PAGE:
An ecumenism of hate? Hardly!

Shane Schaetzel a board member and webmaster of the Anglicanorum Coetibus Society has written a response to the La Civilta Cattolica article by Fr. Spadaro and Presbyterian Pastor Figueroa that closely reflects my experience of Evangelicals and Catholics working together from my perch in Canada.

It is hardly the “ecumenism of hate,” black and white “Manicheaism” like that of Islamist terrorists or ISIS-like “preparing the Apocalypse” the authors decry.

Like Shane, I am a former evangelical. As a journalist who has written for both evangelical and Catholic venues, I am well-acquainted with various communities within both and thus I found the critique by Fr. Spadaro and Figueroa woefully ignorant, trafficking in anti-Christian tropes commonly used by progressive political operatives to discredit opponents, and, dangerously marginalizing of an already marginalized group in the United States, the presence of representatives of some in Trump’s cabinet and inner circle notwithstanding.

Shane writes Spadaro and Figueroa are  mistaken if they believe Catholics and Evangelicals voted *for* Donald Trump.

Let me make this crystal clear for anyone at the Vatican who might be reading this. Speaking as an American Catholic, down here in the trenches of the political battles unfolding in America, the one and only reason why Donald Trump won the 2016 presidential election is because of Hillary Clinton. She is the reason why he is the president today. She is the reason why faithful Catholics and Evangelicals turned out en mass to vote for Donald Trump and the Republicans last November.

She is the reason why the Republicans are now the majority in the U.S. Congressional House and Senate, as well as the majority of the state legislatures and governors mansions around the nation. She, and she alone, is the one singular reason why things turned out the way they did. She was the candidate with a pro-abortion advocacy record unparalleled in American history. She was the candidate with her disdain for Evangelicals and faithful Catholics. She was the candidate with her “deep seated… religious beliefs… have to be changed” comment (see here) that scared the hell out of faithful Christians all across America.

I do not know any person who voted for Donald Trump, or a Canadian who would have voted for him, who was or is blind to the man’s obvious flaws.

Shane continues in writing about the growing bond between Catholics and Evangelicals that began in the 1980s.

Much of this current relationship came about in the 1980s and 90s, on the front lines of the American proverbial “culture wars,” particularly in the trenches of the Pro-Life Movement. Faithful Catholics and Evangelicals found themselves under fire together from hostile forces on the Secular and Pagan Left in America. (Yes, there is a “Pagan” Left in America. Just ask any Wiccan or New Ager.) We faithful Catholics watched the Left belittle and malign the very people we stood side-by-side with (Evangelicals) on the street corners of America during Pro-Life demonstrations. We all suffered the insults and profanities together by passing traffic. We all endured the egg throwing and garbage tossing by the same motorists passing by. Even our little children, who stood there with us, were subject to the same, asking “Mommy, why do they hate us so much?” Ours was an alliance forged in the crucible of soft persecution by the American Left, and we built strong relationships through it. Today, it can be said that many faithful Catholics in America feel a stronger kindred with local Evangelicals than we do with cafeteria Catholics in New York, Washington DC, Europe and yes, even the Vatican. Why? I think the Spadaro/Figueroa article speaks for itself on that. Too many of our fellow Catholics are too clueless, or too snobbish, to understand what it’s like to have raw eggs, garbage and profanities thrown at you and your small children, while you stand side-by-side with Evangelicals having the same things thrown at them, in our public proclamation of the Gospel of Life.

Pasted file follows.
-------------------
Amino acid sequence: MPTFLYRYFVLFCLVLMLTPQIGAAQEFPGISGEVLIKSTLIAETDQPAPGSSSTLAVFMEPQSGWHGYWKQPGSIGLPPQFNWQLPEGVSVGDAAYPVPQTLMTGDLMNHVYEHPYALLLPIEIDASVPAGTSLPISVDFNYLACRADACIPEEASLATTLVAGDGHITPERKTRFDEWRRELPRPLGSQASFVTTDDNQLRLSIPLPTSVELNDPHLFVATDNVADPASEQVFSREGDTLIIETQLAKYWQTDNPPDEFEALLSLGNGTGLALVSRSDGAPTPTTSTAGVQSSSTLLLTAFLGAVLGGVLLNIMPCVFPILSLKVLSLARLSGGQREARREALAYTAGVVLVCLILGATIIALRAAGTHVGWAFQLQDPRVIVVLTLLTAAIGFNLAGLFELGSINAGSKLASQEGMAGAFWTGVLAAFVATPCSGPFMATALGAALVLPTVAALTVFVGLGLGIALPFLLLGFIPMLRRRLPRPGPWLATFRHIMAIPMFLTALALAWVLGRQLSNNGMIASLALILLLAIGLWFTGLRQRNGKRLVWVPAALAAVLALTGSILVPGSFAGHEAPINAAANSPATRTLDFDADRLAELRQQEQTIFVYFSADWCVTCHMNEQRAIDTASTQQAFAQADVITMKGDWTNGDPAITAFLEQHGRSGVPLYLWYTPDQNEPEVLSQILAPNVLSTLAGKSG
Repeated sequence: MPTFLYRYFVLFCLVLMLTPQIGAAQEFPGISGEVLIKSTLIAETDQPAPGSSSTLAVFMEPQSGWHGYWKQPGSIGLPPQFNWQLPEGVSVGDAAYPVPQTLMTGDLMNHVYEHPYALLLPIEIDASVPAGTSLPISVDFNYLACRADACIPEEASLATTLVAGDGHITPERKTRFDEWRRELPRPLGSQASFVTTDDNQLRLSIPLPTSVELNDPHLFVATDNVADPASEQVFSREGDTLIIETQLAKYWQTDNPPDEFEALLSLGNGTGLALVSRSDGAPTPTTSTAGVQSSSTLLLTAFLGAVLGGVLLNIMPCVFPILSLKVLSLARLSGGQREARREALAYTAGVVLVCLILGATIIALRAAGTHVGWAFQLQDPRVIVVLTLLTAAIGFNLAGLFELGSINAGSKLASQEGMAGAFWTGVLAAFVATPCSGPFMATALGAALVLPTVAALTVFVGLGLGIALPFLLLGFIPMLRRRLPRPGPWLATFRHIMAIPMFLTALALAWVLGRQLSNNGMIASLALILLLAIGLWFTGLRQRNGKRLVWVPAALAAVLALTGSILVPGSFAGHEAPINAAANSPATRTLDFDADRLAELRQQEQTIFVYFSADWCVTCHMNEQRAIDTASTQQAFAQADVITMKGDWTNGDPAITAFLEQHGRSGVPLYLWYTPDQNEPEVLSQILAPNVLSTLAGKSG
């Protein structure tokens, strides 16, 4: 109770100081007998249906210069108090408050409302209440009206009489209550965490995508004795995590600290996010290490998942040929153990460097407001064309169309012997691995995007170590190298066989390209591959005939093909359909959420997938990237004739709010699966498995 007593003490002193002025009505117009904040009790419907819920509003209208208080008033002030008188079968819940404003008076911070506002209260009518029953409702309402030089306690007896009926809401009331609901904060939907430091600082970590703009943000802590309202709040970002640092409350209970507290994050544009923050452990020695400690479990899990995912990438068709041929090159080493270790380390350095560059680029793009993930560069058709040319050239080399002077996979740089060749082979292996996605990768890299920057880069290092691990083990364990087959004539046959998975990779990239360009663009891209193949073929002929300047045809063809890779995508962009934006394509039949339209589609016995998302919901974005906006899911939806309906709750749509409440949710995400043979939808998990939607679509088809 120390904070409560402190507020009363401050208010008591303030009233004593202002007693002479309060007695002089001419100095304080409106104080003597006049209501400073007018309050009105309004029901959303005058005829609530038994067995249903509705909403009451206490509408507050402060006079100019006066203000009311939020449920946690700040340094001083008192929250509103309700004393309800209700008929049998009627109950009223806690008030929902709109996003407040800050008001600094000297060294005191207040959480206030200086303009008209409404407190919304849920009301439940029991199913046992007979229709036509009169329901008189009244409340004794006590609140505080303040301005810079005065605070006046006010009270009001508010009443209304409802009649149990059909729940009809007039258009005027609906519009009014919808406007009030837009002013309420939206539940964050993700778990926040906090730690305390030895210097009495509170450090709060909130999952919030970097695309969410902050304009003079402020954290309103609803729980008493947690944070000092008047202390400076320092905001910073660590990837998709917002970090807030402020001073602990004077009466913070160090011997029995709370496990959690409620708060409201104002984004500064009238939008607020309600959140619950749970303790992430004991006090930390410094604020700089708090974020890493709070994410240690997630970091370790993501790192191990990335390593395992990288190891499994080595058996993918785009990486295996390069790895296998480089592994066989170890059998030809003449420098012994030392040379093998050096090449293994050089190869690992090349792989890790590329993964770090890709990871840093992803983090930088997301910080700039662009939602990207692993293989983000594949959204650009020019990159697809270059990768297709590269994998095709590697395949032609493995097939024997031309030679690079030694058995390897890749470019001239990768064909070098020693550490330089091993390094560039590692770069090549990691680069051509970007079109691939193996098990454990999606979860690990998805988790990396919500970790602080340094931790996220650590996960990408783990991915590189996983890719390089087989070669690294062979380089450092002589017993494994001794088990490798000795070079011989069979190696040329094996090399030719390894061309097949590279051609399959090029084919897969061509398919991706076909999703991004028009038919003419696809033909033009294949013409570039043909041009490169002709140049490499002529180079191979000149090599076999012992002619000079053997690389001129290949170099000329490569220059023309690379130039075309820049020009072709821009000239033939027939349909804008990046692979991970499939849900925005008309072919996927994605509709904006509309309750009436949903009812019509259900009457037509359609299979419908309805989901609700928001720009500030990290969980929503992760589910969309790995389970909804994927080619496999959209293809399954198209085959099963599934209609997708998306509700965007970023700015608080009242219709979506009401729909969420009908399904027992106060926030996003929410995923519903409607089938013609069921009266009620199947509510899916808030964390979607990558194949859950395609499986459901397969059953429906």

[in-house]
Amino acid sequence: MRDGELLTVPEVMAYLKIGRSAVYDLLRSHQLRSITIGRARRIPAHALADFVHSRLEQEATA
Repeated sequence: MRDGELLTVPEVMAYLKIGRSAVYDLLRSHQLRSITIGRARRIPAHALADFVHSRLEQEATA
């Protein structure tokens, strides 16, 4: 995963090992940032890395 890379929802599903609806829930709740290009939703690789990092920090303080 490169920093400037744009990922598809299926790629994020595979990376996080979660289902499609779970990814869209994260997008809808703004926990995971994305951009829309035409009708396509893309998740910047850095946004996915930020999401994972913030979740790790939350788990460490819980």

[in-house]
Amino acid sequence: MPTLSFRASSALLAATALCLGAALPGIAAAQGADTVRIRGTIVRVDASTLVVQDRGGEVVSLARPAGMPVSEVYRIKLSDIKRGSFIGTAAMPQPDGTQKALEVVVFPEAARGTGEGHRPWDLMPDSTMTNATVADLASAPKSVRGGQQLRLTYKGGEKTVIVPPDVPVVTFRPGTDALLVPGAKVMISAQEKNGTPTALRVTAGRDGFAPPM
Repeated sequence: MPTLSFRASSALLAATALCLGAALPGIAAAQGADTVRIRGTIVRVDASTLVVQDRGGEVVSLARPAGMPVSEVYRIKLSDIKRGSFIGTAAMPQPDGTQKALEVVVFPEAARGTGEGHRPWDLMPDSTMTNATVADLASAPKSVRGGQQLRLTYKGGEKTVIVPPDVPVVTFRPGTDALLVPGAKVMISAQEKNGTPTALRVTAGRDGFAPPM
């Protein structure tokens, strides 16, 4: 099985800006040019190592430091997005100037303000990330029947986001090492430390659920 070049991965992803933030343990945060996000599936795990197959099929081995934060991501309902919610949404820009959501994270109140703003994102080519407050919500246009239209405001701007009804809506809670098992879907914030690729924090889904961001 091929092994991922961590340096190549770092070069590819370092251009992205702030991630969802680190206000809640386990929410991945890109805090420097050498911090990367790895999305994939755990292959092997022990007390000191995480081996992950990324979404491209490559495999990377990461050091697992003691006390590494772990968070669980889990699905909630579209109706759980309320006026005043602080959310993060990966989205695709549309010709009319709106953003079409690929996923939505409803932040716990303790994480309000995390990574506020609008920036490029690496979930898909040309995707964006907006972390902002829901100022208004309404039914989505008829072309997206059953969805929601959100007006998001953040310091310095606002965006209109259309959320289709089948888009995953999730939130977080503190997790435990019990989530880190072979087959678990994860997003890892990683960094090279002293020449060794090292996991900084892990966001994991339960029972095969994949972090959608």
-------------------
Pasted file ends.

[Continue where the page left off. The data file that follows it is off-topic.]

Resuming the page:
It was during this time that a group of prominent Evangelicals and Catholics produced a statement pledging our support for one another in the midst of this cultural upheaval. The document itself was a major source of division between Evangelicals and Fundamentalists, accelerating the rift between them, but it forged a deeper relationship with Catholics and Evangelicals on the front-lines of the battle with the Secular and Pagan Left. The name of the document is Evangelicals and Catholics Together: the Christian Mission in the Third Millennium. It’s a document that every Catholic and Evangelical should read and share with others.

Amen! Amen and Amen!

I have to testify to the positive impact Catholics and Evangelicals Together had on me, as well as that of First Things Magazine, edited by the late Fr. Richard Neuhaus, the Catholic co-author with Evangelical Charles Colson of that document.

First Things introduced me to serious thinking about the role of faith in the public square.  It’s also where I first encountered writing by Cardinal Pell and others that made me reconsider my dismissal of the Catholic Church as  not much different from mainline Protestantism except for statues of Mary.

 

 

 

 

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